Thursday, March 17, 2022

Fold Considered Annoying

I recently read Shriram Krishamurthi and Kathi Fisler's ICER 2021 paper, Developing Behavioral Concepts of Higher-Order Functions. In this paper, they study not the theory of higher-order functions, bur rather the pedagogy of higher-order functions: how do we teach students how to program with them?

In particular, they studied how students understood different higher-order functions -- e.g., map, filter, fold and co. -- by asking them to perform tasks like classifying which functions were similar, which example input/outputs could conceivably be produced by particular HOFs, and so on.

Since this is a blog, I can say that one thing I really liked about this paper is that it confirmed my prejudices! In particular, they found that fold was much harder for students to understand than any of the other higher-order functions they studied.

This is something I have long believed, both from anecdotal evidence and for mathematical reasons. I'll pass over the anecdotes (since the paper has actual data), and focus instead on what I see as the core mathematical issue: the specification of fold is dramatically more complex than the specification of map or filter.

Both map and filter have extremely simple equational specifications. For example, map is characterised by the following three laws:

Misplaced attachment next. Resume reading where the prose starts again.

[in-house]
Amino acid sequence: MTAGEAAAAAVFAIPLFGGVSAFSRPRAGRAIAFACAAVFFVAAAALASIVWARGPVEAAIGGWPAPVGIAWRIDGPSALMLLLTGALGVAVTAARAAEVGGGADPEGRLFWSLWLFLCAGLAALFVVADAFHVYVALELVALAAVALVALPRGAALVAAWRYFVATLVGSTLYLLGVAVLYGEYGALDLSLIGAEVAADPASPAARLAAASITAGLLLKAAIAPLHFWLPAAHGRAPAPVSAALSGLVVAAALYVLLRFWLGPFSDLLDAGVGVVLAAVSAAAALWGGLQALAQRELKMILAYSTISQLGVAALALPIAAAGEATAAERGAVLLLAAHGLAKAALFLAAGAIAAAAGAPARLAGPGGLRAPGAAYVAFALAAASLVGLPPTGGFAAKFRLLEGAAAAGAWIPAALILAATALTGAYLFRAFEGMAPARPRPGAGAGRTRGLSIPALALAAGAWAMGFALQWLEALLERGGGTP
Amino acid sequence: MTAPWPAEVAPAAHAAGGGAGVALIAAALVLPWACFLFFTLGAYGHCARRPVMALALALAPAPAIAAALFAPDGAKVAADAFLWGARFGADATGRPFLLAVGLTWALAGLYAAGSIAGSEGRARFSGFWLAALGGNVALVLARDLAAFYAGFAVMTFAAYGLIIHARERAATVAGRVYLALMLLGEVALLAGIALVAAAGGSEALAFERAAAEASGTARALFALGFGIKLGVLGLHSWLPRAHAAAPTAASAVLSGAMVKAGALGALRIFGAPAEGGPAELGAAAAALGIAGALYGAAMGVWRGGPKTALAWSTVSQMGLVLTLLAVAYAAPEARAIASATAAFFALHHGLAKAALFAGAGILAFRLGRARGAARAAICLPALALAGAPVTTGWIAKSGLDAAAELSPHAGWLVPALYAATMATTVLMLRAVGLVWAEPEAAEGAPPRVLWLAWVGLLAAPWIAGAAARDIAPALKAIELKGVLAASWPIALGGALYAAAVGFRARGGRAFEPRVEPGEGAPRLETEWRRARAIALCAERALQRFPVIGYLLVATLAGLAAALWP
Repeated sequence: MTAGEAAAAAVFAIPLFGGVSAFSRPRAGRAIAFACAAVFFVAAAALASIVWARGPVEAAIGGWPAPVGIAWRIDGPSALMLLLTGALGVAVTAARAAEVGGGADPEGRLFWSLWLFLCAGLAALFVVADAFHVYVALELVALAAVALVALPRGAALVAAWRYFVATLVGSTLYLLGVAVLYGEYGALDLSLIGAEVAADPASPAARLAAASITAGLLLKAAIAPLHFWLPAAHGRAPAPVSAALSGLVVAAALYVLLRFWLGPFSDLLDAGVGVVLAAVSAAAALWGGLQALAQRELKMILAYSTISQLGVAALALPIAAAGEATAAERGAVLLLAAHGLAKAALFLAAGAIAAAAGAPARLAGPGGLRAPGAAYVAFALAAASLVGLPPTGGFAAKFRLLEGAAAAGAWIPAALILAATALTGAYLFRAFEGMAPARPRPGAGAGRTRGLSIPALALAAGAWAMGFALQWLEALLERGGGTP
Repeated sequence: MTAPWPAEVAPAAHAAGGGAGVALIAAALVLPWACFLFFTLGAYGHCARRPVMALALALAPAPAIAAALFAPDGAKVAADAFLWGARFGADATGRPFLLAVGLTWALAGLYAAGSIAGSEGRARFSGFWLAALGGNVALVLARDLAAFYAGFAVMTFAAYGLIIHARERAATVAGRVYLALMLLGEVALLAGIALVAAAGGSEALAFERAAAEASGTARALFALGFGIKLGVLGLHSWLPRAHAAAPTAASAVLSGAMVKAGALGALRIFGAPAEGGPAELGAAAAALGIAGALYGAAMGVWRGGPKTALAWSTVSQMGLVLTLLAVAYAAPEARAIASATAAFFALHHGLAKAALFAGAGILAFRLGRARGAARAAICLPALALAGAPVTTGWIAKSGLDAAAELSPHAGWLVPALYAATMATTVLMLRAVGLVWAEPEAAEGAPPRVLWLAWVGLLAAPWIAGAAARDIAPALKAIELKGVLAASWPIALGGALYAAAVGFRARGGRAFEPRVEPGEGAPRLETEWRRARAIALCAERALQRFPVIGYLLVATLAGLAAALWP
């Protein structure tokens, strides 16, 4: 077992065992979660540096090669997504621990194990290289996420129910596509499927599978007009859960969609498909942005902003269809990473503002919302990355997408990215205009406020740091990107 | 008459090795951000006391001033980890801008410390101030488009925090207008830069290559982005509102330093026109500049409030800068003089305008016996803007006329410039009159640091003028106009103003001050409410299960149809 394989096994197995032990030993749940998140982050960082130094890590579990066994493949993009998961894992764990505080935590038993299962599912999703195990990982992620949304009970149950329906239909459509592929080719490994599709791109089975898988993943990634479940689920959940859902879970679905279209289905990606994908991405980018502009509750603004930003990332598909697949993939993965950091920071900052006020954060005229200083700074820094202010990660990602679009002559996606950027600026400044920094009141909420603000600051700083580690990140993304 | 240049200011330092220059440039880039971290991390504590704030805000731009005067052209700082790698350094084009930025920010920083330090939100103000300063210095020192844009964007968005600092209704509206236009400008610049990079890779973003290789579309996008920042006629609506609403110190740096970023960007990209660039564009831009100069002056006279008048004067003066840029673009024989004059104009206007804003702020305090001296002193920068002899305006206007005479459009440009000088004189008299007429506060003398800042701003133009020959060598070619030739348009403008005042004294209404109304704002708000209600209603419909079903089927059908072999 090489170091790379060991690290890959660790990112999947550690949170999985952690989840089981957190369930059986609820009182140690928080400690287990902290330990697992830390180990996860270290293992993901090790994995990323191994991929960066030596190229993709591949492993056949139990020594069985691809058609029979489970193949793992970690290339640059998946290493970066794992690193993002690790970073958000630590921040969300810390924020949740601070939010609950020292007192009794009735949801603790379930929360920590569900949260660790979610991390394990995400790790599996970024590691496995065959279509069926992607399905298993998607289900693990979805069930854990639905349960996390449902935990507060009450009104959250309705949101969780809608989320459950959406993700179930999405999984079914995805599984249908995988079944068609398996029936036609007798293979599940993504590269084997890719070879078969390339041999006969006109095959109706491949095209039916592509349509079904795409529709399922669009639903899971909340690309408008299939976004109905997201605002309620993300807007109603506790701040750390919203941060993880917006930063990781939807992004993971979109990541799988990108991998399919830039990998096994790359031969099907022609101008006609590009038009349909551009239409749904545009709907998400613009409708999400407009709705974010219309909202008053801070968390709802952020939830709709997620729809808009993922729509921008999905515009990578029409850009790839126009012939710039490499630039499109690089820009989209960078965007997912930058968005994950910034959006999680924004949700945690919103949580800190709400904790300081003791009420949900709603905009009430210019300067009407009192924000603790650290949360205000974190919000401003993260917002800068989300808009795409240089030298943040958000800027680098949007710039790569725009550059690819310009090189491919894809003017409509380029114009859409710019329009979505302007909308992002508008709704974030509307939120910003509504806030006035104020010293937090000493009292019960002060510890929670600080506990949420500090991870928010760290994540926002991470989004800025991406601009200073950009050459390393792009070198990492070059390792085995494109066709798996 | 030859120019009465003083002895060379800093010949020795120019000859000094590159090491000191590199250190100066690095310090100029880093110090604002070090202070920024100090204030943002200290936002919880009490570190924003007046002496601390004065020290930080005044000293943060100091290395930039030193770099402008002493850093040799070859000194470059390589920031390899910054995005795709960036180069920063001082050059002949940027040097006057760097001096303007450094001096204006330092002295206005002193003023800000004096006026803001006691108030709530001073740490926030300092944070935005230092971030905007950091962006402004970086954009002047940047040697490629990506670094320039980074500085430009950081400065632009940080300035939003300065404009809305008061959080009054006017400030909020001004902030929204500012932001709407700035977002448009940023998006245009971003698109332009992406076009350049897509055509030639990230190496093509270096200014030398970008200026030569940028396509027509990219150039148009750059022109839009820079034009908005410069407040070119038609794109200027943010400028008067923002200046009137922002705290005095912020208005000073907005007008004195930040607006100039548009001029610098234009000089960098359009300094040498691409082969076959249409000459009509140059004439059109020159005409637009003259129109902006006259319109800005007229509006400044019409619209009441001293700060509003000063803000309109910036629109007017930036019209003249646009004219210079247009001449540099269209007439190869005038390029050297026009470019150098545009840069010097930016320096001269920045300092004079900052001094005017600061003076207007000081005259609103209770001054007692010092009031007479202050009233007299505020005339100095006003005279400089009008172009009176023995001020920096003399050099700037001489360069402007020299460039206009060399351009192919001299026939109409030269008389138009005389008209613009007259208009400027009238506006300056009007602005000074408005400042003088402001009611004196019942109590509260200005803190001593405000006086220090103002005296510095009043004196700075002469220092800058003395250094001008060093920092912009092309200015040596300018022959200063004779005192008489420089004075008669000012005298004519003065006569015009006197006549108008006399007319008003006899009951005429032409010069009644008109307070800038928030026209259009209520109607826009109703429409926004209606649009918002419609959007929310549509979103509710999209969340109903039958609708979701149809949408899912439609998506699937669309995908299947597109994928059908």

map f []         = []
map f (xs ++ ys) = (map f xs) ++ (map f ys)
map f [x]        = [f x]

Basically, this says that map takes nils to nils, distributes over appends, and applies f to elements pointwise. All three of these equations are universally-quantified, unconditional equations, which is about as simple as a specification can get.

The specification for filter is only a little more complex:

filter p []         = []
filter p (xs ++ ys) = (filter p xs) ++ (filter p ys)
filter p [x]        = if p(x) then [x] else []

filter does nothing to nils, distributes over appends, and for each element either keeps it or discards it. Again, All three of these equations are universally-quantified, unconditional equations.

On the other hand, what is the specification for fold? That is given by its universal property, which reads:

 [h [] = nil ∧
  (∀x, xs. cons x (h xs) = h (x :: xs))]  // Uh-oh!
(fold nil cons = h)

This is not an equational specification at all! It is a bi-implication, and while the right-to-left direction is basically the definition of fold, the left-to-right direction contains a formula with a logical quantifier in the premise. We know from nearly a century of experience with high school calculus that quantifier alternations are a giant obstacle to understanding: every year thousands of students find themselves utterly baffled by epsilon-delta arguments, and here we have something harder – we have an implication with a universally quantified premise.

So I've always been very careful whenever I teach students about the fold function, because I think it has a very challenging spec for students to wrap their heads around.